Despite what Strachan suspected was a “dilution” of the fixture due to the amount of other big matches shown routinely on television, he has been encouraged by the level of intensity detected among the players.
Several of those who featured in Friday night’s bruising Euro 2016 qualifying encounter with Republic of Ireland, and who Strachan considered leaving out of tonight’s starting XI, have made it clear they have no wish to be rested.
“I need to rethink my strategy,” said Strachan. “I had an idea a couple of days ago but the players that played the other night keep banging on that they are fit enough to play again. They’re dropping hints everywhere I go. From training today, nobody wanted to be rested, that’s for sure.”
Asked if this was because of the identity of the opponents, he admitted: “I would say that it’s a wee bit of that.”
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England have not played in Glasgow since the first leg of a Euro 2000 play-off 15 years ago. Scotland have only beaten the Auld Enemy once at home in more than 30 years.
Although only a friendly, and while the main task was accomplished on Friday, there is still much at stake. “We’re only human,” added Strachan. “If someone said to us we are playing some team who are 70-odd in the rankings we wouldn’t be as excited around this table, any of us. We only want real, competitive games. This is a competitive game – even if there are no points available.”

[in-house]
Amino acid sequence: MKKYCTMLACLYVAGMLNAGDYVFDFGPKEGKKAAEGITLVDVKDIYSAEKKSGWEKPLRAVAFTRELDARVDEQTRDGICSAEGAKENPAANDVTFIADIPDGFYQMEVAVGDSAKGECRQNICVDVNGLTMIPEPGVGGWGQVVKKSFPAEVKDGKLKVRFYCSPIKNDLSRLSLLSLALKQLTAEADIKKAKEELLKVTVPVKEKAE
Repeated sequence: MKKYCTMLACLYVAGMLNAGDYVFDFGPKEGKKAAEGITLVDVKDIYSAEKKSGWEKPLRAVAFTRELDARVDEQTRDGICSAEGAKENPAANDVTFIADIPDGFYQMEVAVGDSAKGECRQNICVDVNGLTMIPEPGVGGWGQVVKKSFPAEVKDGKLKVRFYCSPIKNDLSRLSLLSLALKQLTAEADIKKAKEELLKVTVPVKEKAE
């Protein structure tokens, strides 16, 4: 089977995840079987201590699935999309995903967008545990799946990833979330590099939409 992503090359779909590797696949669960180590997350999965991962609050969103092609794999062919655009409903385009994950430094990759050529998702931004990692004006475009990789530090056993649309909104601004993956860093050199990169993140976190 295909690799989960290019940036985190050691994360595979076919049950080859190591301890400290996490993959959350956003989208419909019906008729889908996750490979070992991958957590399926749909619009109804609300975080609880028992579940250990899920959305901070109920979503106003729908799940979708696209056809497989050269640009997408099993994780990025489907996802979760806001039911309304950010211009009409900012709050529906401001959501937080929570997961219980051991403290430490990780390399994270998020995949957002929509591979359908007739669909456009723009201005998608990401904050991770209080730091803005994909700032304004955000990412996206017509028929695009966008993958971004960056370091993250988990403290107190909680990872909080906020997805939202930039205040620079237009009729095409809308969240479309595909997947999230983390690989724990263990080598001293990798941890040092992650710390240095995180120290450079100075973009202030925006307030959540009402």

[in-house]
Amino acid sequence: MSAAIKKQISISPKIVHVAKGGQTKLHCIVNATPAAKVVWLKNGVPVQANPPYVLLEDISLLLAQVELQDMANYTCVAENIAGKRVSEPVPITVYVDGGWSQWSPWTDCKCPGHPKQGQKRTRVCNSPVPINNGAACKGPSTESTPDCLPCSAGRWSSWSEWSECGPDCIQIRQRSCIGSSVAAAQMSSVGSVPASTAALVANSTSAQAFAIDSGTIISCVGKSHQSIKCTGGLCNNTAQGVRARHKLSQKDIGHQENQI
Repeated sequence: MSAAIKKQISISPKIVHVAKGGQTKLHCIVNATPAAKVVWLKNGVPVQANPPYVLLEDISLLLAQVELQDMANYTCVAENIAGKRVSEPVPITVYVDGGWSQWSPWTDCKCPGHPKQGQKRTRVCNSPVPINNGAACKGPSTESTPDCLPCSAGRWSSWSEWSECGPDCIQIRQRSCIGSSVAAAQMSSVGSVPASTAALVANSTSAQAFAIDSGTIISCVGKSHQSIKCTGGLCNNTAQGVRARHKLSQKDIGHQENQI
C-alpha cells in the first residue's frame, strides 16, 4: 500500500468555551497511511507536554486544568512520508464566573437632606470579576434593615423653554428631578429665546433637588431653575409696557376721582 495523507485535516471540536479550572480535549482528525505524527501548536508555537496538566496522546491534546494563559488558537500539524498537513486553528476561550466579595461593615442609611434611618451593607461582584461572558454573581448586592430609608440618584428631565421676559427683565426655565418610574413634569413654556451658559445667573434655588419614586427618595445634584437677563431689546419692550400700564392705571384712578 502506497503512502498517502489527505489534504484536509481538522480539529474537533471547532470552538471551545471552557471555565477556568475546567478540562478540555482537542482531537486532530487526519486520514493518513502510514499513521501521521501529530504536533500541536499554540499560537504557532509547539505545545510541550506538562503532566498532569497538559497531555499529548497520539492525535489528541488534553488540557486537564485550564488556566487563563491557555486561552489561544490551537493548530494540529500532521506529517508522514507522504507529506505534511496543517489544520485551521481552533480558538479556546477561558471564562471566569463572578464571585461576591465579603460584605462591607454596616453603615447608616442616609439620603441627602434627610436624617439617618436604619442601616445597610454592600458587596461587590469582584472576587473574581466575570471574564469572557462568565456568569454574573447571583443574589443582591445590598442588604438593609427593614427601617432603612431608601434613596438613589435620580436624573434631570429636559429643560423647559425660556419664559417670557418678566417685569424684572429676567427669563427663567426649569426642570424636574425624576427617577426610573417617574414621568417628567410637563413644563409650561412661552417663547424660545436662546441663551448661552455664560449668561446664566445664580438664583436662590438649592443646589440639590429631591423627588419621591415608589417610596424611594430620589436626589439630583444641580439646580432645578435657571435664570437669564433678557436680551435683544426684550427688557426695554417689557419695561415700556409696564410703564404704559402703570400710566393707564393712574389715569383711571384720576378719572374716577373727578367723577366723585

Midfielder James Morrison is available again after feeling unwell on Friday. “James is better now, far better,” said Strachan. “He had a real bad virus. He says he watched the [Ireland] game on his phone [in the hotel].”
Darren Fletcher sat out training yesterday but should take part in a light training session this morning. Chris Martin looks set to start for the first time in place of Sunderland striker Steven Fletcher, who has returned to his club after injuring his foot against Ireland.
With David Marshall nursing a groin strain Craig Gordon will start in goal for Scotland for the first time since a 3-0 win over the Faroe Islands, four years ago this week.
Strachan seems delighted at the zest he observed in training. It is a refreshing change from hearing stories from other international camps of players being unwilling to increase the risk of injuries in friendlies. Even Roy Hodgson had the unusual situation where Raheem Sterling informed him he was too tired to start a recent Euro 2016 qualifier against Estonia.
“Messi and Ronaldo, Barcelona, Real Madrid, Chelsea, they’re all playing 60-odd games,” said Strachan. “The top players’ mindset is ‘play, play, play’ so then what you think is hard work is not hard work to them, it’s the norm.”
Despite his own personal anguish at having lost to England at Wembley last year, Strachan admitted that tonight’s game is one he would be encouraging his players to enjoy.
He admitted that the crucial assignment was the one successfully negotiated by Scotland at the same venue five days ago. Now they look to end an international year of further improvement with a win that would constitute a perfect thank you to the supporters after their backing on Friday night.
The SFA have confirmed that more than 52,000 tickets have been sold for tonight’s fixture.
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